However, networking for a business isn't as straightforward as meeting new people. When looking for business opportunities, it's easy to fall into situations where your time is not being utilized effectively. When trying to make high-level connections, it is useful to attend events where participants are vetted, as they offer a better chance of yielding a helpful professional connection.
There are plenty of opportunities to apply for programs and accelerators where participants are vetted for entrepreneurs. Groups like Singularity University, Y Combinator, Techstars, MassChallenge, Forbes and many others provide excellent opportunities to extend the reach of your new company and make those all-important contacts. I suggest exploring these options to see what could work best for you.
Supporting young entrepreneurs from academia to industry
For those who choose to transition from student to startup, there is no easy path. However, your persistence and willingness to engage the broader scientific community is critical to your success. No matter which stage you're at, it's been my experience that CAS and the ACS can help. Their solutions were invaluable throughout my academic journey and into my career as an entrepreneur.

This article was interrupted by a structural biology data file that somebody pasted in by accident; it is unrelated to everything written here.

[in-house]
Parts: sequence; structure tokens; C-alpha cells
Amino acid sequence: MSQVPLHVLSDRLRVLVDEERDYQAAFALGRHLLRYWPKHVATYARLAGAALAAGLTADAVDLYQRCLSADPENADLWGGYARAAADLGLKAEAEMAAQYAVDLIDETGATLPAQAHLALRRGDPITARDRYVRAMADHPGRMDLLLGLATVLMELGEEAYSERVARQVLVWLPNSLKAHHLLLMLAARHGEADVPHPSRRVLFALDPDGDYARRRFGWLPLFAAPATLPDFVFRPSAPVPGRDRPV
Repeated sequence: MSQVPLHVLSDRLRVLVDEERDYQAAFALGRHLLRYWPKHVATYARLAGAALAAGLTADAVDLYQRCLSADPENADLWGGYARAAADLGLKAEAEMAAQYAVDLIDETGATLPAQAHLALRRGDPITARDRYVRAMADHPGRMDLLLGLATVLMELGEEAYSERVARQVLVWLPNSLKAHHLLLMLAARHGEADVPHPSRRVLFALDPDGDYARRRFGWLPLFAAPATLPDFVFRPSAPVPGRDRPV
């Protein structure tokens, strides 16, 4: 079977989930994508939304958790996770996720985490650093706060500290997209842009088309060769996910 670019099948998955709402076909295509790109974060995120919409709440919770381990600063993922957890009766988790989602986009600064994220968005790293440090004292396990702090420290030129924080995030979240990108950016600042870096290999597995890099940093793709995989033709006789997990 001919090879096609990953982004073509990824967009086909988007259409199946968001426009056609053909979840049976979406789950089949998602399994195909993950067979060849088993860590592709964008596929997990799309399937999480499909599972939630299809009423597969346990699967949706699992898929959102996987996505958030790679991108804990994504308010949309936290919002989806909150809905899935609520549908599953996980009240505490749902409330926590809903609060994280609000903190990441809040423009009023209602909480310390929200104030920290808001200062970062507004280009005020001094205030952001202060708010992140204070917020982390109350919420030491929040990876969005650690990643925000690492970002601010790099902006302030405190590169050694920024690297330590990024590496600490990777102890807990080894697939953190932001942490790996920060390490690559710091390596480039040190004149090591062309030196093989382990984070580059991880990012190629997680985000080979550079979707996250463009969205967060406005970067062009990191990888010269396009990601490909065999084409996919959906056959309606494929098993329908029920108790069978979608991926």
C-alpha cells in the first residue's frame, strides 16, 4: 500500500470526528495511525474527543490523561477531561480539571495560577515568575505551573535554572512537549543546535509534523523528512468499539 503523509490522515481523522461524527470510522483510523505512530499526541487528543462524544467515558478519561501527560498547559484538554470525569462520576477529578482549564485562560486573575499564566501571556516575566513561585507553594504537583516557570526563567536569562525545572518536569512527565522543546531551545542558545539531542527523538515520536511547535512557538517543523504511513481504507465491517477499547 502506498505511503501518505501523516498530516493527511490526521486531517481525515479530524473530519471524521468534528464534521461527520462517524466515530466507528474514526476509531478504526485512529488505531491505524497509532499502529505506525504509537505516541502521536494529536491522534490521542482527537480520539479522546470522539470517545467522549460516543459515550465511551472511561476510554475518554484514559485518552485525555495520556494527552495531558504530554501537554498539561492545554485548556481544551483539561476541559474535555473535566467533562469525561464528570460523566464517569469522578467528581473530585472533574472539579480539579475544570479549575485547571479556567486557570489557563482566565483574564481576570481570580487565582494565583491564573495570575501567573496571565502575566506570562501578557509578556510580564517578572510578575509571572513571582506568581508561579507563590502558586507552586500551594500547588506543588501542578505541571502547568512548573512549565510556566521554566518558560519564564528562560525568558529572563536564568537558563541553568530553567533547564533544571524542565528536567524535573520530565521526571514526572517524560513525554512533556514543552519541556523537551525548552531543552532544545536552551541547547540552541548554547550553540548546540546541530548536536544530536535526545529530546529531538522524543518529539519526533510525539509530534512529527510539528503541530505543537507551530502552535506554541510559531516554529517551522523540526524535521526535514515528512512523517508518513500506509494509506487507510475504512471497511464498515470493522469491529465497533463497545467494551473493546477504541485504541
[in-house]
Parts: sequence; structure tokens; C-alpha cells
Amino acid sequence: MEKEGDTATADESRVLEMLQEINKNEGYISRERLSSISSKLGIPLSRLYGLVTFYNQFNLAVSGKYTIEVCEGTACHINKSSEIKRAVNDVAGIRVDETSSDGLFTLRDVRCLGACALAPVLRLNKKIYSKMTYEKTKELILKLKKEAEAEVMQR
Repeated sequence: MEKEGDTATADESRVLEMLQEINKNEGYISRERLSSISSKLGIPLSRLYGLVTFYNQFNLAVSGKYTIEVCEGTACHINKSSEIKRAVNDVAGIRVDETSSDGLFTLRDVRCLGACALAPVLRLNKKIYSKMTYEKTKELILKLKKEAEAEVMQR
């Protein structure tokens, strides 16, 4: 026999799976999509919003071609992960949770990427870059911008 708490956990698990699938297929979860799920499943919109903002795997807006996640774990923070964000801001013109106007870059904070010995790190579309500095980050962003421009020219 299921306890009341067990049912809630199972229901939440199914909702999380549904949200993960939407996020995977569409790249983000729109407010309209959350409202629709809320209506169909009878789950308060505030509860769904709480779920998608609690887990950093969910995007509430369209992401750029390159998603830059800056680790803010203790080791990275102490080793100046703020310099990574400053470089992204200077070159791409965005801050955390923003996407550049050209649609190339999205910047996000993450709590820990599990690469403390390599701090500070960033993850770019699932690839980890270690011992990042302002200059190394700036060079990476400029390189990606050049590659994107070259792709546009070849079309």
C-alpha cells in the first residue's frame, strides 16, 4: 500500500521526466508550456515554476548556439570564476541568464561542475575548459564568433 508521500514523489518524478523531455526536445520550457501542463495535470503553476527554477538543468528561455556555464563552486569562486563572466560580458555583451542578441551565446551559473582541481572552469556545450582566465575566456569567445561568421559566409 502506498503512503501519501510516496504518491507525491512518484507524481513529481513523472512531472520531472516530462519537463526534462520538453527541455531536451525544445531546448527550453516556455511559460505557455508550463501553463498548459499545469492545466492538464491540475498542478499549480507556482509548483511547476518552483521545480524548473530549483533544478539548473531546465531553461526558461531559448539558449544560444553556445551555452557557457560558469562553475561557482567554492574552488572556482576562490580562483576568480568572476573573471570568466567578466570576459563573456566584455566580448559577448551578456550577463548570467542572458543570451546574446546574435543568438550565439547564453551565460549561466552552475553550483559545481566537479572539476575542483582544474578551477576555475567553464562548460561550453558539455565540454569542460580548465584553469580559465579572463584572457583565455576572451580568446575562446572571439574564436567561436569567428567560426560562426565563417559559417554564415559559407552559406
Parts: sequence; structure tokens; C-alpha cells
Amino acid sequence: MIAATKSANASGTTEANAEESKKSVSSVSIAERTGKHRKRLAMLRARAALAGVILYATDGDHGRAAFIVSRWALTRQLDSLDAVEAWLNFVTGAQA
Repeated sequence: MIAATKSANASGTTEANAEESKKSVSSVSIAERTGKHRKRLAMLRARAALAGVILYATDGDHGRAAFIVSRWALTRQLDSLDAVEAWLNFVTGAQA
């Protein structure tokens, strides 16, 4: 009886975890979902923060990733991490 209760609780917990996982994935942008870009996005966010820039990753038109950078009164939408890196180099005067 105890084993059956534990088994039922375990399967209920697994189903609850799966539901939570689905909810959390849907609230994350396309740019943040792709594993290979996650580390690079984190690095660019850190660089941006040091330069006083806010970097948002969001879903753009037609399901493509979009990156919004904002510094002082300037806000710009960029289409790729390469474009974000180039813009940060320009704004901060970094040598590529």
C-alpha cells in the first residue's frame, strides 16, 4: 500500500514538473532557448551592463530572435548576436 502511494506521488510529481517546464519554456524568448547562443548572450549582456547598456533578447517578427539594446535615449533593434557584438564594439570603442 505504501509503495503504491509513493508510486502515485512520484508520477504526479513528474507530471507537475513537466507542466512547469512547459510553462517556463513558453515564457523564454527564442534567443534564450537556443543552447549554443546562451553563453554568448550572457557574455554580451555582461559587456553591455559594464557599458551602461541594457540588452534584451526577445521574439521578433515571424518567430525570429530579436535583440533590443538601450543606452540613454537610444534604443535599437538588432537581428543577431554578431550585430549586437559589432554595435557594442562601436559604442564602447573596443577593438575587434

Whether you're building your IP portfolio, raising funds for your first MVP or looking for networking opportunities, I recommend contacting them to find out how they can help you reach your objectives.
CAS, a division of the American Chemical Society, partners with R&D organizations globally to provide actionable scientific insights that help them plan, innovate, protect their innovations, and predict how new markets and opportunities will evolve. Leverage our unparalleled content, specialized technology, and unmatched human expertise to customize solutions that will give your organization an information advantage.